Interest rate rises: good or bad?

It has been something that has been dominating the finance and business pages of the broadsheets for weeks, if not months in some cases; whether the Bank of England should raise the base interest rate in order to stimulate the economy.

Interest rate rises: good or bad?

It would wholly depend, we suspect, on where the publication sits on the ‘right-to-left’ political scale as to whether they agree it’s a good or bad idea, but broadly speaking there is consensus on what the risks and the benefits are.

It could have big implications on the future of the chancellor Phillip Hammond too, who is said to be currently fighting for his political life whilst preparing himself for a make or break budget next month. Having scrapped the Spring budget this will be the chancellor’s first Autumn budget and all eyes across Westminster and beyond will be on where he sets his financial priorities as we gear towards Brexit.

The EY ITEM Club, an influential forecasting body, this week said that the bank should hold back on raising interest rates until the UK’s economic prospects look brighter, arguing that with growth set to remain stuck in low gear for the rest of this year and into 2018, policymakers should avoid a hike that risks weakening the “fragile” outlook.

But what does that actually mean in practice? According to Sky News, inflation figures due out on Tuesday could add to the pressure on the Bank’s Monetary Policy Committee (MPC) to act if, as expected, the rise in the cost of living climbs to 3%.

But how does it all work? According to the Bank of England website, when the Bank of England’s Monetary Policy Committee (MPC) changes its official interest rate – known as Bank Rate, it is attempting to influence the overall level of activity in the economy in order to keep the demand for, and supply of, goods and services roughly in balance. Doing so results in a rate of inflation in the economy consistent with the Bank’s 2% inflation target.

When demand for goods and services in the economy exceeds supply, inflation tends to rise above the Bank’s target rate of 2%. On the other hand, when supply exceeds demand, inflation tends to fall below the Bank’s 2% target.

By changing Bank Rate – the rate of interest that the Bank of England pays on reserve balances held by commercial banks and building societies – the Bank of England is able to influence a range of other borrowing and lending rates set by commercial banks and building societies, and hence spending in the economy, in order to keep inflation on track to meet the 2% inflation target.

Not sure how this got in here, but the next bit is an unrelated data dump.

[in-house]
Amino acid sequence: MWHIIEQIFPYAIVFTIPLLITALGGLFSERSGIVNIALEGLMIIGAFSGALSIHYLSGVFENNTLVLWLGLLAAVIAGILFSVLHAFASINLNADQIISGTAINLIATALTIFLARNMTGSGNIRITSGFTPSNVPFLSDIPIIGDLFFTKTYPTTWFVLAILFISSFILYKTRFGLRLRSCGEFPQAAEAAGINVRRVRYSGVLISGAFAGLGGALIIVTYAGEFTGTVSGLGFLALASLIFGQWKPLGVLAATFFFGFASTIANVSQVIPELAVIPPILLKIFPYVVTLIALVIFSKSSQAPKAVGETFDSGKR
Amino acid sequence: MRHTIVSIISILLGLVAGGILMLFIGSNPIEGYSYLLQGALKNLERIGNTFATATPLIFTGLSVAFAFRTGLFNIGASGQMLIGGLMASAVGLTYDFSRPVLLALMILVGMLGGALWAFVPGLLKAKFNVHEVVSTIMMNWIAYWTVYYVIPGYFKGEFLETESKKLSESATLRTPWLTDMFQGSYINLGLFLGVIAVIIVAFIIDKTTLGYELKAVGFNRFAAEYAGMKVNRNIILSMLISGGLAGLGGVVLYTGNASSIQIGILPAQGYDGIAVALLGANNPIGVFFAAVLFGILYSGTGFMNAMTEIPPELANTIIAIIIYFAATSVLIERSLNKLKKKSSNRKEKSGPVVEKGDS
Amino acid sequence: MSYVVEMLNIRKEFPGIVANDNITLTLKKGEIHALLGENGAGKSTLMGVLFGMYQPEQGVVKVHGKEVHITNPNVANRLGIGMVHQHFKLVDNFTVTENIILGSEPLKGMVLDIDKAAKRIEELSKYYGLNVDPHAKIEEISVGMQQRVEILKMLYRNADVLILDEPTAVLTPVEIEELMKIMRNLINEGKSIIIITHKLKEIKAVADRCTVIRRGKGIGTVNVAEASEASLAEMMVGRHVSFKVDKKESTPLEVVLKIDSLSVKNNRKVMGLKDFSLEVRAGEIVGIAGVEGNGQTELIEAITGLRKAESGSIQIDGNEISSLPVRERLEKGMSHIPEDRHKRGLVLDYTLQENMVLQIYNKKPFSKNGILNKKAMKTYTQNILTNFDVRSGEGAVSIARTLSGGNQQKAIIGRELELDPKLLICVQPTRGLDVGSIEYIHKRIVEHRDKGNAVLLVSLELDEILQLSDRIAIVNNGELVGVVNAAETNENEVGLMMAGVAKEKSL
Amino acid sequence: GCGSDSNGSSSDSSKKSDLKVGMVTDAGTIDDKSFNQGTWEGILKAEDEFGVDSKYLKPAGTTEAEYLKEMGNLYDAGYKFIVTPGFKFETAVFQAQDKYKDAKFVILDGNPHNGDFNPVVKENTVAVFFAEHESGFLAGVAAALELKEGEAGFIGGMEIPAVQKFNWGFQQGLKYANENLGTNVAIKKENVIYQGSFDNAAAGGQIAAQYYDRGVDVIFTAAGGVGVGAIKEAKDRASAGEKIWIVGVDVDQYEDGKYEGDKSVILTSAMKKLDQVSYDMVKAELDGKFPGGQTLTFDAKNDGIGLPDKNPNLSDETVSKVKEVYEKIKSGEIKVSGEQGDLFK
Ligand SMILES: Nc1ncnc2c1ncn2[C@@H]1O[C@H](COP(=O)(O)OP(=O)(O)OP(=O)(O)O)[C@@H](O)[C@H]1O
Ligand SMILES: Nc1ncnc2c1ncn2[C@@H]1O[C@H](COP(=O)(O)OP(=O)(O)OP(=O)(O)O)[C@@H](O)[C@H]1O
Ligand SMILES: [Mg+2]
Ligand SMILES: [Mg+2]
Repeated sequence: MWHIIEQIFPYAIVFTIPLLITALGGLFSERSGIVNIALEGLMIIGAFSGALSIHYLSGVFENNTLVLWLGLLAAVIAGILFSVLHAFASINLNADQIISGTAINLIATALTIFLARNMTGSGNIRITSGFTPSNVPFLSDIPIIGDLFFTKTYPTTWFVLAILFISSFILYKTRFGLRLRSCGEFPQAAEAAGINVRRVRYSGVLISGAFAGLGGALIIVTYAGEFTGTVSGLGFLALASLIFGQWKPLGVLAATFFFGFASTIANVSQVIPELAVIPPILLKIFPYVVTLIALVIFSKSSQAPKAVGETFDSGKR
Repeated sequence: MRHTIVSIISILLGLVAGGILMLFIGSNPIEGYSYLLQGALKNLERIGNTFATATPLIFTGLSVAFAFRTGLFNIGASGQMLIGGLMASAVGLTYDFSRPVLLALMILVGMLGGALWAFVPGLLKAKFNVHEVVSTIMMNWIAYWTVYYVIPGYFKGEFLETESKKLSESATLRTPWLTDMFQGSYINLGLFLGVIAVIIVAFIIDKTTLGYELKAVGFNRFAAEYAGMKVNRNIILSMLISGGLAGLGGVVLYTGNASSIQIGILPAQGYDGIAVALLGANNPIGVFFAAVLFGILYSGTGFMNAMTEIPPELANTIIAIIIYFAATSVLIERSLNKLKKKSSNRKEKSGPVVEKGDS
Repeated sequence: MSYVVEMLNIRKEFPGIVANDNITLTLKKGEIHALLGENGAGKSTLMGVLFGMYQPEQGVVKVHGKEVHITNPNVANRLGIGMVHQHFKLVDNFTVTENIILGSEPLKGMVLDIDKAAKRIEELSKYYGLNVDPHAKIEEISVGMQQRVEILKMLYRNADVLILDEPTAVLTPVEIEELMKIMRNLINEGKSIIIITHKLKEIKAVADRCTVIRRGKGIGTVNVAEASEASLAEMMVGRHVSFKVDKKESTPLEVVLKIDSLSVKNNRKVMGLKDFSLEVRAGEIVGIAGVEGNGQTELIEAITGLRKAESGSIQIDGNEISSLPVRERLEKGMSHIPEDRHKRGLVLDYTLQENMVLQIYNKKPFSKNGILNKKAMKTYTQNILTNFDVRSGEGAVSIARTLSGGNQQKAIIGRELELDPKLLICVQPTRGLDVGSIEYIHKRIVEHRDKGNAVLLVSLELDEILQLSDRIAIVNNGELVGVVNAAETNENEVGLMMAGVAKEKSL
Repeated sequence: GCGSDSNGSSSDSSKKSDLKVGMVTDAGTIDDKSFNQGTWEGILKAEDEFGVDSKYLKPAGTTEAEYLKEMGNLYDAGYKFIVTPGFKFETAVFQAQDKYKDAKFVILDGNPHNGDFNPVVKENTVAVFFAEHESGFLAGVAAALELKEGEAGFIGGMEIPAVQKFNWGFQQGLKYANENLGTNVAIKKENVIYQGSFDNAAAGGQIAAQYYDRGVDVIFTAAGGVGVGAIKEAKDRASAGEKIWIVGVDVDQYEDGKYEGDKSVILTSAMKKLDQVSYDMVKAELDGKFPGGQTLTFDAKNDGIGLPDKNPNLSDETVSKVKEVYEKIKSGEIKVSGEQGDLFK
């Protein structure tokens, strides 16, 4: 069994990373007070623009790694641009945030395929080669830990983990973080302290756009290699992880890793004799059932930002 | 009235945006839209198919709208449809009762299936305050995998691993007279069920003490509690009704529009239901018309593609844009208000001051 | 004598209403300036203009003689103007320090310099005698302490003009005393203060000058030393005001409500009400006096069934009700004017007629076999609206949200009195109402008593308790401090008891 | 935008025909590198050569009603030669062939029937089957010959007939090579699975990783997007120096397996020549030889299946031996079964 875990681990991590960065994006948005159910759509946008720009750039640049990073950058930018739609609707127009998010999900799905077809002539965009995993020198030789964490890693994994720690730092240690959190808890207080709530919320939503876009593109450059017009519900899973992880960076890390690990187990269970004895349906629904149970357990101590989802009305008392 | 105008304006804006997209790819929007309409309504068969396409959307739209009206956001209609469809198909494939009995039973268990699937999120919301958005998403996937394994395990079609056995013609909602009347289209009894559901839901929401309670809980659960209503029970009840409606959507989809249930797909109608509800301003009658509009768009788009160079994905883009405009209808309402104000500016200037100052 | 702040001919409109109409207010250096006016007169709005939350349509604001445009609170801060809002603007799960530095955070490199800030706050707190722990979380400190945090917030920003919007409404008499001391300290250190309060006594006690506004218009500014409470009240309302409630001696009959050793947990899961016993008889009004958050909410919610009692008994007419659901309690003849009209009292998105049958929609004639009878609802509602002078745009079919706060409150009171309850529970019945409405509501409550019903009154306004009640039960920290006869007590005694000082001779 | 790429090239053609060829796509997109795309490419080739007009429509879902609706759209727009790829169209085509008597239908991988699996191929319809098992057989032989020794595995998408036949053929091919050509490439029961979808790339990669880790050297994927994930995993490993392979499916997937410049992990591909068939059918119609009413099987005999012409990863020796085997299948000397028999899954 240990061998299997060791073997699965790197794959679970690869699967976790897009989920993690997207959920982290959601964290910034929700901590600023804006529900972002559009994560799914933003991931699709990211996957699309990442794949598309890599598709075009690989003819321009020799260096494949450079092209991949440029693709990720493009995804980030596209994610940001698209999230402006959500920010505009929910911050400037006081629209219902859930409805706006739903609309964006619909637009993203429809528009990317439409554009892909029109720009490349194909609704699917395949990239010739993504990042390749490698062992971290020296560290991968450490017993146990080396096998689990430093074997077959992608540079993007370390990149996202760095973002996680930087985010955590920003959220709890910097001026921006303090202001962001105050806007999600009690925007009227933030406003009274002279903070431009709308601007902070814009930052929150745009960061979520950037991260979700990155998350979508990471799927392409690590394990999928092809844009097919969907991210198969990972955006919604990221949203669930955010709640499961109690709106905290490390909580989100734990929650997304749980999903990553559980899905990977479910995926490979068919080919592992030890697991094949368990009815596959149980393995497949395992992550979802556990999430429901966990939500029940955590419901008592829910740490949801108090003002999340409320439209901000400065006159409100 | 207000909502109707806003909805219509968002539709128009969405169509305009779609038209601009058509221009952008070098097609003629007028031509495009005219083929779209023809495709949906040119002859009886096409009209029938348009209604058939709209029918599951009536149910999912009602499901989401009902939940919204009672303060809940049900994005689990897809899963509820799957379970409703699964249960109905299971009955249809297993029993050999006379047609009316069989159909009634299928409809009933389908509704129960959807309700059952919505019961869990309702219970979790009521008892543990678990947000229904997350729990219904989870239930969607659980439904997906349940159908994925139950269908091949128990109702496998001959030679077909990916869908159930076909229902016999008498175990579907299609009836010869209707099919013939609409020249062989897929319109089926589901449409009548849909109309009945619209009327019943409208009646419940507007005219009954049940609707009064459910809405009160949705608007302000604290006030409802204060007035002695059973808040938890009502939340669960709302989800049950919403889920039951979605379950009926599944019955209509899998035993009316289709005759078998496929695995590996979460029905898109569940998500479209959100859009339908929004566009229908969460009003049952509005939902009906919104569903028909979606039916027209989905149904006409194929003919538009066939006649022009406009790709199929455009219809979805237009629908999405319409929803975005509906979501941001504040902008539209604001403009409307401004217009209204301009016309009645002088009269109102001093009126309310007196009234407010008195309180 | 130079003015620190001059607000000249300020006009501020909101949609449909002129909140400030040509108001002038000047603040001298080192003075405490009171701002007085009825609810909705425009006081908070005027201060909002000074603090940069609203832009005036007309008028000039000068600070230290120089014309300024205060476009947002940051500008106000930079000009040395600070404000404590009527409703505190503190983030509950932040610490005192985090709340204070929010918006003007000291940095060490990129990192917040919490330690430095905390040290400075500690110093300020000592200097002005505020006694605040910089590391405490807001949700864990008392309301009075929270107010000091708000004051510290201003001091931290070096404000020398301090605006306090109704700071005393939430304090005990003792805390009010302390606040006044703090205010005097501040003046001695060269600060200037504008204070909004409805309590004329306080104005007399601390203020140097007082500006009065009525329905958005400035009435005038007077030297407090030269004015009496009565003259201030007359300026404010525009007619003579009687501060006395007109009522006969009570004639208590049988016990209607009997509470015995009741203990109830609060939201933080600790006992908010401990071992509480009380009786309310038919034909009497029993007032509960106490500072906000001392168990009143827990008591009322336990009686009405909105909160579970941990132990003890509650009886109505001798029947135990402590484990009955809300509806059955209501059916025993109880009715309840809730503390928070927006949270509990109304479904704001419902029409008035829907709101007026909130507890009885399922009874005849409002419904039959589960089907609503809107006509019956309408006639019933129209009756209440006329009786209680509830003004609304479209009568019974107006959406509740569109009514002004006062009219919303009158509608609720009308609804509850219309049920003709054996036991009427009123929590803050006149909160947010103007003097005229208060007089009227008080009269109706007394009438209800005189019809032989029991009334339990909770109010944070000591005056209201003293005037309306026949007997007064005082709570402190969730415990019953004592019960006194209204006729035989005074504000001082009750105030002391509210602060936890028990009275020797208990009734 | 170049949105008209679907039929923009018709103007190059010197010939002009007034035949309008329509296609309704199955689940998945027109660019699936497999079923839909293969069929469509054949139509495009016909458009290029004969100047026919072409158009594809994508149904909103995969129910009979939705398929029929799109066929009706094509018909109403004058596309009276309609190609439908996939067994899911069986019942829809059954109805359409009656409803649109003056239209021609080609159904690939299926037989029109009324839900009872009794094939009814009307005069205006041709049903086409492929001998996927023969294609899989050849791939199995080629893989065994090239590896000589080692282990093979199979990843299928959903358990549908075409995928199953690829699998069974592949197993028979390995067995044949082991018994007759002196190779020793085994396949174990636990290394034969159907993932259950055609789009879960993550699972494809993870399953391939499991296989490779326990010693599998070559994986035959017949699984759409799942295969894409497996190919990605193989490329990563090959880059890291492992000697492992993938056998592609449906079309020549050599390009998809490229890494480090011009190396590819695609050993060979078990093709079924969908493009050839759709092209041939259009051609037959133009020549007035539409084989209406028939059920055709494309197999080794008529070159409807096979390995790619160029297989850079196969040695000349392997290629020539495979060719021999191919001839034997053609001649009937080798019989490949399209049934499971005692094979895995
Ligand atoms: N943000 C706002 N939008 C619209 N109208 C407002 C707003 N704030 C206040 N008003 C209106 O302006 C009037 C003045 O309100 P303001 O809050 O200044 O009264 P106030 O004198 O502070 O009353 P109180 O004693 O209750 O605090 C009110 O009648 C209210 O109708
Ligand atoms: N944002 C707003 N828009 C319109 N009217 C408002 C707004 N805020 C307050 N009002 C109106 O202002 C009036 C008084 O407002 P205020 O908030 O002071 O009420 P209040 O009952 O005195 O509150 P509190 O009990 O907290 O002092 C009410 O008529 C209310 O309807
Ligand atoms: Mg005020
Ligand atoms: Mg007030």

A reduction in interest rates makes saving less attractive and borrowing more attractive, which stimulates spending. Lower interest rates can also affect consumers’ and firms’ cash-flow – a fall in interest rates reduces the income from savings and the interest payments due on loans. Borrowers tend to spend more of any extra money they have than lenders, so the net effect of lower interest rates through this cash-flow channel is to encourage higher spending in aggregate. The opposite occurs when interest rates are increased.

Changes in Bank Rate also affect the price of financial assets and the exchange rate, which affect consumer and business demand in a variety of ways.

If the bank were to raise these rates, we’d likely see mortgage rates increase slightly and this could have a marginal effect on yields and profits on property investments. For the wider economy, it means that consumers can get a better return for their money so conversely means that there’s more money in people’s pockets for rent and other bills.

As we’ve seen, the buy-to-let (BTL) market across the UK is currently booming as property ownership rates continue to plummet and more people look to rent their homes. This in turn won’t have a massive effect on whether these tenants demand increases or decreases but, rather, means that they will have more money to offset rent increases.

Rent increases only need come once they affect mortgage rates significantly, and so, in our opinion, rate rises are nothing to fear as we see inflation likely rise to 3% this year.

Rising inflation and rising prices for things like food and other essentials means tenants typically have less money for rents and as such then avoid looking to move home or upscale, and so rate rises can only be seen as a sign that the economy is healthy and ready for the challenges ahead.


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